It is a collaboration with Siegmar Fricke, but in reality I can honestly say that it is not divided between us: I have done 70% of the work in terms of structure, organization, approach, theory, etc. This project is now completed. It is a CD with a book, or vice-versa. The music was created only using the sounds of stones. Siegmar, myself and friends collected stones from several places in the world (from Alaska all the way to Erythrea). The book includes photos, diagrams with text, etc., in rapport with the musical project, and two long paleolinguistic studies (research in the pre-Indoeuropean linguistic relics). The cover is made by a Tlingit Indian artist.

From the musical side, it is another stage in the micro-structural interdependence of sound and its source, and the macro-structural interdependence of the sound space and the perception space, within the articulation of morphogenesis.

Many uncertainties remain about future projects, basically things seem pretty unstable, unless they enter within a framework of total work, which is not the case for the moment. I can briefly mention a collaboration with Andrew Chalk and Jonathan Coleclough, which is being directed mainly by Andrew himself, and will include a long essay I’m right now completing, dealing properly with the relation sound/source, in historico-cultural perspective. It’s called PÈgeten. I have other projects, but the time isn’t right to expose them.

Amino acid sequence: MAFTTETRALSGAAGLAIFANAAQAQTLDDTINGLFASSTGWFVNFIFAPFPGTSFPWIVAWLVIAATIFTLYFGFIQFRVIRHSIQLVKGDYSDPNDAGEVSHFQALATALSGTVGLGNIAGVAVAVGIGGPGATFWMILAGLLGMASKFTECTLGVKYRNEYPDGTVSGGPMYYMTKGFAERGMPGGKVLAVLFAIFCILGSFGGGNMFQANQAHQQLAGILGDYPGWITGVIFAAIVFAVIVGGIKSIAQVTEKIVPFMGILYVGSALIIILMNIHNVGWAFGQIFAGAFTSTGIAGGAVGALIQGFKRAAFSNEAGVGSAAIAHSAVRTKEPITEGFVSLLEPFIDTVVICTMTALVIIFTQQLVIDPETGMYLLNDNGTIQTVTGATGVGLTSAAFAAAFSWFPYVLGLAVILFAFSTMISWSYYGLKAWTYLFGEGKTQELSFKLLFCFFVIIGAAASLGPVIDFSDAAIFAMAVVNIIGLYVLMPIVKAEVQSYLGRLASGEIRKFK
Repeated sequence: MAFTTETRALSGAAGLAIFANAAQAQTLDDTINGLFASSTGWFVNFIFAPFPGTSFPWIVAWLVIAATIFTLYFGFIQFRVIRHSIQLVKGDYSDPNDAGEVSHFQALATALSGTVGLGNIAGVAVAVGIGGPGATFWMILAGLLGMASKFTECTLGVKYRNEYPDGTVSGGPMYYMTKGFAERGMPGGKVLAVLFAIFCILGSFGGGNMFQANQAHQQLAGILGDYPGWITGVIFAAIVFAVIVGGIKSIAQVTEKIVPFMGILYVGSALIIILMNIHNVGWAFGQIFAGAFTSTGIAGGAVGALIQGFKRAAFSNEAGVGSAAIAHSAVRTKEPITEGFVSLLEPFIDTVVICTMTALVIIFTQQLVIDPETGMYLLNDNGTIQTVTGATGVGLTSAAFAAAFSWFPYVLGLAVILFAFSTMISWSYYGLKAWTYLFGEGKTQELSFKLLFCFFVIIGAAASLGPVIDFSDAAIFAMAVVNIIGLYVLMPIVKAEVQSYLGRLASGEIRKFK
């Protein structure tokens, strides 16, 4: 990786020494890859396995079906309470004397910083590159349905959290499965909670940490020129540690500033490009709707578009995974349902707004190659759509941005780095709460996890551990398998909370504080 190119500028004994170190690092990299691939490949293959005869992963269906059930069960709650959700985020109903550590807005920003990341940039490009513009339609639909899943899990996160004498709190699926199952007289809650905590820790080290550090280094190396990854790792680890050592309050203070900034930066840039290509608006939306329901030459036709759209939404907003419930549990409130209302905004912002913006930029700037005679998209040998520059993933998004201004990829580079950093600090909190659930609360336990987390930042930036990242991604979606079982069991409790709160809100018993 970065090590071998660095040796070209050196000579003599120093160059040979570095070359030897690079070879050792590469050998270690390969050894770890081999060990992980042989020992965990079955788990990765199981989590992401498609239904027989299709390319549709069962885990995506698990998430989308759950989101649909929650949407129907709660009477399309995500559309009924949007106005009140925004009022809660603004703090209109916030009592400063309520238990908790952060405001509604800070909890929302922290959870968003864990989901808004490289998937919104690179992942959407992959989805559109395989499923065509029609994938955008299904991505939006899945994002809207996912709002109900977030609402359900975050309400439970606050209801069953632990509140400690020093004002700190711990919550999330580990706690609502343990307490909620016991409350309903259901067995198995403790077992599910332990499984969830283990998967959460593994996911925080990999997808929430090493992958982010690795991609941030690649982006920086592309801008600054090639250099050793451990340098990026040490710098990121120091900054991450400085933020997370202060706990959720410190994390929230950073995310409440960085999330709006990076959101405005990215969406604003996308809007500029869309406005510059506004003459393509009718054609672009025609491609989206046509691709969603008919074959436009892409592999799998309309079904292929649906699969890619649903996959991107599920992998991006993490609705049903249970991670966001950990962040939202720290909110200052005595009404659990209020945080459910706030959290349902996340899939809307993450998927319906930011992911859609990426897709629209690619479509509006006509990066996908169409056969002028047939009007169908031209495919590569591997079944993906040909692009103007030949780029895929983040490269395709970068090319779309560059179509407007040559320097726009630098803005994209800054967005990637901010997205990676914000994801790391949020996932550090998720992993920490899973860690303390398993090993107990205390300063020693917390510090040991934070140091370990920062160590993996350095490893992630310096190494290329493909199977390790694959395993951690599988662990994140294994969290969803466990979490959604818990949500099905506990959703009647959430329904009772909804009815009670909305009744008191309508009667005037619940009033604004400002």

On two of your LP’s, you worked in collaboration. Why?
Collaborations are interesting. Firstly, to not get too wrapped up in myself at an impass (on the level of the structure and of the sound), because it forces me to abandon what I may do out of habit; secondly, collaborations can bring new perspectives on the world, to counterbalance one’s own perspectives. The collaboration with Conrad Schnitzler was very special because it happened after long silences, several reorganizations, etc. The musical work is more the body of work of personal relations than a definite sound project. On the other hand, the collaboration with Andrew Chalk perfectly stuck with the idea of a project with strong exchanges. But in the end, collaborations have nothing special if we keep in mind that I work only on projects that are well established and well thought-out. One can consider collaborations are variants of solo work. Of course, as you can see, I dislike the idea of having a jam session...
Can you talk to us about your photographic works and their connection to your music.?